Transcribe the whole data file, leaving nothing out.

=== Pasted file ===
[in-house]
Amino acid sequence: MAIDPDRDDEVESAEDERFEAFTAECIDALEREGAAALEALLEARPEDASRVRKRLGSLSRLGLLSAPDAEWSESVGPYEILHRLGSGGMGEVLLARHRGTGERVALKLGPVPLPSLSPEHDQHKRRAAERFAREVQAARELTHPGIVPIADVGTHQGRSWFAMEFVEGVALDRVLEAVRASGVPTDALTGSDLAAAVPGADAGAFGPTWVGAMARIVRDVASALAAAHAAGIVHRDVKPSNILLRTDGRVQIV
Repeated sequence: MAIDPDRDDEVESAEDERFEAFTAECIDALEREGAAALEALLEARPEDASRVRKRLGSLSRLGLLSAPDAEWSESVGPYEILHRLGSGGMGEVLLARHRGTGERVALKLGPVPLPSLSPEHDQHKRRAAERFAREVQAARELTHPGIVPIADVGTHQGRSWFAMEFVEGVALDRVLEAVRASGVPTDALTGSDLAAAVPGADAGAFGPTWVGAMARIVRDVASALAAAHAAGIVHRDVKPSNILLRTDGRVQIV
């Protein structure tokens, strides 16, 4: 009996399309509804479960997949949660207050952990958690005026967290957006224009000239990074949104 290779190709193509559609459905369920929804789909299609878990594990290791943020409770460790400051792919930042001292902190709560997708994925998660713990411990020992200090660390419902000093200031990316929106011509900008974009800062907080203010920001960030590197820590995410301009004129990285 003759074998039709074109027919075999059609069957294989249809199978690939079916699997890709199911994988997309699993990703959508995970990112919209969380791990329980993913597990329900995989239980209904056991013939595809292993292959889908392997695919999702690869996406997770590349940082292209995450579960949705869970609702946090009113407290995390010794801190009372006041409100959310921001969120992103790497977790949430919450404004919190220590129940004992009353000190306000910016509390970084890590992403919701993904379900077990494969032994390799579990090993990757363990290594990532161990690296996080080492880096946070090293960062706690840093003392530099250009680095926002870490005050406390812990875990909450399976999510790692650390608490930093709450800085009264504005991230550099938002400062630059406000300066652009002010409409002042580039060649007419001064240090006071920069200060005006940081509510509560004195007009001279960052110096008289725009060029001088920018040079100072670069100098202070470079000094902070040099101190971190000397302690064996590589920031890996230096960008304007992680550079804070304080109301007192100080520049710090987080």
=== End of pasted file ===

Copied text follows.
[in-house]
Amino acid sequence: MAIDPDRDDEVESAEDERFEAFTAECIDALEREGAAALEALLEARPEDASRVRKRLGSLSRLGLLSAPDAEWSESVGPYEILHRLGSGGMGEVLLARHRGTGERVALKLGPVPLPSLSPEHDQHKRRAAERFAREVQAARELTHPGIVPIADVGTHQGRSWFAMEFVEGVALDRVLEAVRASGVPTDALTGSDLAAAVPGADAGAFGPTWVGAMARIVRDVASALAAAHAAGIVHRDVKPSNILLRTDGRVQIV
Repeated sequence: MAIDPDRDDEVESAEDERFEAFTAECIDALEREGAAALEALLEARPEDASRVRKRLGSLSRLGLLSAPDAEWSESVGPYEILHRLGSGGMGEVLLARHRGTGERVALKLGPVPLPSLSPEHDQHKRRAAERFAREVQAARELTHPGIVPIADVGTHQGRSWFAMEFVEGVALDRVLEAVRASGVPTDALTGSDLAAAVPGADAGAFGPTWVGAMARIVRDVASALAAAHAAGIVHRDVKPSNILLRTDGRVQIV
């Protein structure tokens, strides 16, 4: 009996399309509804479960997949949660207050952990958690005026967290957006224009000239990074949104 290779190709193509559609459905369920929804789909299609878990594990290791943020409770460790400051792919930042001292902190709560997708994925998660713990411990020992200090660390419902000093200031990316929106011509900008974009800062907080203010920001960030590197820590995410301009004129990285 003759074998039709074109027919075999059609069957294989249809199978690939079916699997890709199911994988997309699993990703959508995970990112919209969380791990329980993913597990329900995989239980209904056991013939595809292993292959889908392997695919999702690869996406997770590349940082292209995450579960949705869970609702946090009113407290995390010794801190009372006041409100959310921001969120992103790497977790949430919450404004919190220590129940004992009353000190306000910016509390970084890590992403919701993904379900077990494969032994390799579990090993990757363990290594990532161990690296996080080492880096946070090293960062706690840093003392530099250009680095926002870490005050406390812990875990909450399976999510790692650390608490930093709450800085009264504005991230550099938002400062630059406000300066652009002010409409002042580039060649007419001064240090006071920069200060005006940081509510509560004195007009001279960052110096008289725009060029001088920018040079100072670069100098202070470079000094902070040099101190971190000397302690064996590589920031890996230096960008304007992680550079804070304080109301007192100080520049710090987080």